Finally time to declare full backups dead


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Continuous data protection (CDP) was bleeding-edge a few years ago, but it’s re-emerging as the best technology for protecting organization's virtual environments.

In 2006, Taneja Group published a technology brief titled “Continuous Data Technologies: A Paradigm Shift.” Back then, we maintained that the traditional method of data protection was seriously flawed and needed a fundamental overhaul.

For decades, the basic method of data protection was based on copy making. To protect a file we made a copy of it and stored it elsewhere -- but we did it as inefficiently as possible. For backups, we would start with a full backup to tape. That meant every bit of data in that volume was transferred from primary storage where it resided, through the application server, over the local-area network (LAN), into the media server and then onto tape. Nightly incrementals came next and any file that had even a slight change was dragged through the backup process again. A bunch of snapshots were taken and these stayed on the primary storage and hogged space. Some snapshots were backed up and occupied space on tape. In a typical IT environment, it wasn’t unusual to find anywhere from 10 to 100 copies of the data on primary storage and tape combined. Often, the cost of protecting data outweighed the cost of primary storage by a factor as high as 5-to-1.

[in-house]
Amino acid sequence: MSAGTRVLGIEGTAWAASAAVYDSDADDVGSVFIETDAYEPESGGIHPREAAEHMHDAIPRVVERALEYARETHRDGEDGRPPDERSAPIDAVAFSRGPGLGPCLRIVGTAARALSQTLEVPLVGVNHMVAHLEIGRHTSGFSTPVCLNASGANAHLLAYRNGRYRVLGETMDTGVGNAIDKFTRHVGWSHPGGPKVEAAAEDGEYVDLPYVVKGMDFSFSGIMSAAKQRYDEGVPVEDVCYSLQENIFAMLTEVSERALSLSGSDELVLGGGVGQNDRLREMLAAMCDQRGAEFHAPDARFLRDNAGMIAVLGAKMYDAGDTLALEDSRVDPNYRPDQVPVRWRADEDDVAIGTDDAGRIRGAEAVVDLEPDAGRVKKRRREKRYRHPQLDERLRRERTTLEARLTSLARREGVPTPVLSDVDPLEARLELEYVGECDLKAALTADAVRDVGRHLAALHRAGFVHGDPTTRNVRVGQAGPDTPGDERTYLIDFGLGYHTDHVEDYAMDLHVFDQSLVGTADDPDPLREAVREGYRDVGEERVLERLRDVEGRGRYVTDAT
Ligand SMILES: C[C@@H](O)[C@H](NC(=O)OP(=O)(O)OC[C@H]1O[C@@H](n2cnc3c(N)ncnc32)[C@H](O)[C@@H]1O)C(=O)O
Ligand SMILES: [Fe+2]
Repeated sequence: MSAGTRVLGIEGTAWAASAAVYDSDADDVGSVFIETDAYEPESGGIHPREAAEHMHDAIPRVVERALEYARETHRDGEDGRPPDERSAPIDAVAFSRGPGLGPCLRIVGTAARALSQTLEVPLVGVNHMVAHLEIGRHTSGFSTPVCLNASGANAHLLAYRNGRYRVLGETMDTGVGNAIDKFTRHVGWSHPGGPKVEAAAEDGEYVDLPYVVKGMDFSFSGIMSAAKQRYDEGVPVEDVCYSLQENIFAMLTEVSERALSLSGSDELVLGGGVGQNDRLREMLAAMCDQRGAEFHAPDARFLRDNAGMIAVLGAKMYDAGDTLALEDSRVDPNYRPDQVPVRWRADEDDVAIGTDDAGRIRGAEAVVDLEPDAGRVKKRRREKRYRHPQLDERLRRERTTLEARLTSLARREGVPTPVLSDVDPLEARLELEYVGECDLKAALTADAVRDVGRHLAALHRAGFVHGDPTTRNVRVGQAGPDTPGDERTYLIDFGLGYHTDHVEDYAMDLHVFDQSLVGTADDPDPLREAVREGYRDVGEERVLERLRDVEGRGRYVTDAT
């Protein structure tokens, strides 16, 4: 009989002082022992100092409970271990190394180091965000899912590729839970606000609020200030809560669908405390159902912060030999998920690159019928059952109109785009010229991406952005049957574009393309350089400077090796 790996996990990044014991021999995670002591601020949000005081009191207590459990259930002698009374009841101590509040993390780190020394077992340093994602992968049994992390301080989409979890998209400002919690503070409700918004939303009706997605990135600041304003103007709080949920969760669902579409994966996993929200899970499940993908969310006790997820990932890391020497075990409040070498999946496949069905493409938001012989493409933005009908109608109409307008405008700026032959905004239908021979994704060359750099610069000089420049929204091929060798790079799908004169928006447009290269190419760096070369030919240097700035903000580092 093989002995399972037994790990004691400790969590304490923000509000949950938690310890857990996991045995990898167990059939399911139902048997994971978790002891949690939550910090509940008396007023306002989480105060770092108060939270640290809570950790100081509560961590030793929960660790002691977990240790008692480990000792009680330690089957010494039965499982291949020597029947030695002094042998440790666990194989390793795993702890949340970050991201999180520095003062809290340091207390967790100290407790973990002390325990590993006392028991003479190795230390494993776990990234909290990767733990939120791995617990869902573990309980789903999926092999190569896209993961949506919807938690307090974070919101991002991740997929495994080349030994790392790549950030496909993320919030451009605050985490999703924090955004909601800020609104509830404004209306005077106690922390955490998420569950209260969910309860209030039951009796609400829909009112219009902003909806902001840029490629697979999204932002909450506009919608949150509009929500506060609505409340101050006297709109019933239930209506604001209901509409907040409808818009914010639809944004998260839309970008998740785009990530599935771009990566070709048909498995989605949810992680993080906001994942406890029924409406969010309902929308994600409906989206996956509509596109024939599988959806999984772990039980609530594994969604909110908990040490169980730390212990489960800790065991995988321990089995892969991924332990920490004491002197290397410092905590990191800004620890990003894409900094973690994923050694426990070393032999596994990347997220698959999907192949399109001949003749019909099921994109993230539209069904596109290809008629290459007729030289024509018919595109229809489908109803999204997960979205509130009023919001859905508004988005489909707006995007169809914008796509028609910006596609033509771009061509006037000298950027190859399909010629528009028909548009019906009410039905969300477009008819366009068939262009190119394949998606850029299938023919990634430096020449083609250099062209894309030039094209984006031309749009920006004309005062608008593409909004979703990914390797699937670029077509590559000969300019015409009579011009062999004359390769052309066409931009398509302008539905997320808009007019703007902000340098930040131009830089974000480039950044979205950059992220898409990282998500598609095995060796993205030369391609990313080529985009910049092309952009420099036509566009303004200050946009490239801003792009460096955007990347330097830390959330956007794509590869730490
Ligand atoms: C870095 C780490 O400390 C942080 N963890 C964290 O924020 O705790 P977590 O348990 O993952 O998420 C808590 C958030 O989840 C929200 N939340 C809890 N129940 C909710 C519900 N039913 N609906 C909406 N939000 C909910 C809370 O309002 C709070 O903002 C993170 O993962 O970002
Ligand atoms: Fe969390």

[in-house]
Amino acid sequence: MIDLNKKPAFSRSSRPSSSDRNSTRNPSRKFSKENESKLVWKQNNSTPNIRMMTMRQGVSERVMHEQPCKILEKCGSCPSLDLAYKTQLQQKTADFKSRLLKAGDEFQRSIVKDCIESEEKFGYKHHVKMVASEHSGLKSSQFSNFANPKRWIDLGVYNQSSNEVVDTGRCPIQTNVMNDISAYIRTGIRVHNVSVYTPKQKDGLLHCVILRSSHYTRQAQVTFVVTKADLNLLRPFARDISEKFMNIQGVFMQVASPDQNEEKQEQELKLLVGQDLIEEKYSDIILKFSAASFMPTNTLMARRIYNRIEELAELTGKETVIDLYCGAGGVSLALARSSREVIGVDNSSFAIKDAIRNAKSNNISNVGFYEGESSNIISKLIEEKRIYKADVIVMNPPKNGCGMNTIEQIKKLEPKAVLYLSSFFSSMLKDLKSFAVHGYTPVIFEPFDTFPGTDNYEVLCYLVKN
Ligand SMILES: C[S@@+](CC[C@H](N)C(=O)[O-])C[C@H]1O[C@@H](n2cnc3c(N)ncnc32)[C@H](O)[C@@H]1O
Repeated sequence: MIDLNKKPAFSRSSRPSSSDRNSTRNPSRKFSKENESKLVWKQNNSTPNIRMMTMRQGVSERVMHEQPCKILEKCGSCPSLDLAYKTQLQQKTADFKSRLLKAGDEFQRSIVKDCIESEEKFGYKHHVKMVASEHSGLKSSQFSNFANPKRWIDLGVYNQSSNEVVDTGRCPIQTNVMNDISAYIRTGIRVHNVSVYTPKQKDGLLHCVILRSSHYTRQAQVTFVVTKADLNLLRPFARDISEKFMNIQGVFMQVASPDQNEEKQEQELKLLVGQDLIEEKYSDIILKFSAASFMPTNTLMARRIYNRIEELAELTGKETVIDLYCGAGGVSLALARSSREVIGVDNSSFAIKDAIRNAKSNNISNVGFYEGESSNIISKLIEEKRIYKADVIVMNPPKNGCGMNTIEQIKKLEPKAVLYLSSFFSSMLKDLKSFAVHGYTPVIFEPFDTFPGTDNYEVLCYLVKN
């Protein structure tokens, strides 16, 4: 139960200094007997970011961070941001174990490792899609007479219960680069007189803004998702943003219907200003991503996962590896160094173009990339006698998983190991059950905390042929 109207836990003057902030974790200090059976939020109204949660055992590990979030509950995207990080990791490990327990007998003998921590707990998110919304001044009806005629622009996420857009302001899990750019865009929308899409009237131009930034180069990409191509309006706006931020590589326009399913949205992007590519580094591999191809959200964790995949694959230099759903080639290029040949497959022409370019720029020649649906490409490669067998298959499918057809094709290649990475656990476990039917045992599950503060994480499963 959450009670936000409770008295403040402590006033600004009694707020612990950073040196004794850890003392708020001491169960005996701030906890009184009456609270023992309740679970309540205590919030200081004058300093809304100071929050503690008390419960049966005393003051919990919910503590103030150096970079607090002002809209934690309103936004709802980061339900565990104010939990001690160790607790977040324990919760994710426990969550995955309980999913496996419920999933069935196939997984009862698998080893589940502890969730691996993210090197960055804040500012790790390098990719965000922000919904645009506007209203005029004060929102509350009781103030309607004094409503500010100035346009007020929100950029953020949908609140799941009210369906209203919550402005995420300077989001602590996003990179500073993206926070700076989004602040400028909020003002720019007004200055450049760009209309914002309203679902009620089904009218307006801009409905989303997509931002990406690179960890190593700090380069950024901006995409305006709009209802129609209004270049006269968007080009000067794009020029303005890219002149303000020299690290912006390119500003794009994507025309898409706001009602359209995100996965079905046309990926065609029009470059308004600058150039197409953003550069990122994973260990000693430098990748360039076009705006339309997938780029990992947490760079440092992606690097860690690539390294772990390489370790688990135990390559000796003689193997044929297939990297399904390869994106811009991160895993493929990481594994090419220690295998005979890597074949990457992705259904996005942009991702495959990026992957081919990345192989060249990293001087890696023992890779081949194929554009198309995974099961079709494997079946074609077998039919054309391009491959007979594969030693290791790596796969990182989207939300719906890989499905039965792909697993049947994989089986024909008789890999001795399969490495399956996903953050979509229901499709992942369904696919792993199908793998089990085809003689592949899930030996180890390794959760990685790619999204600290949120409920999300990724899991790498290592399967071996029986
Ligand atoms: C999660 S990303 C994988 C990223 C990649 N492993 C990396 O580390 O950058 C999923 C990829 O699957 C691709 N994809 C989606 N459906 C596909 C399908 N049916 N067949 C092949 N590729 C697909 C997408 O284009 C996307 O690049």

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This was first published in July 2012

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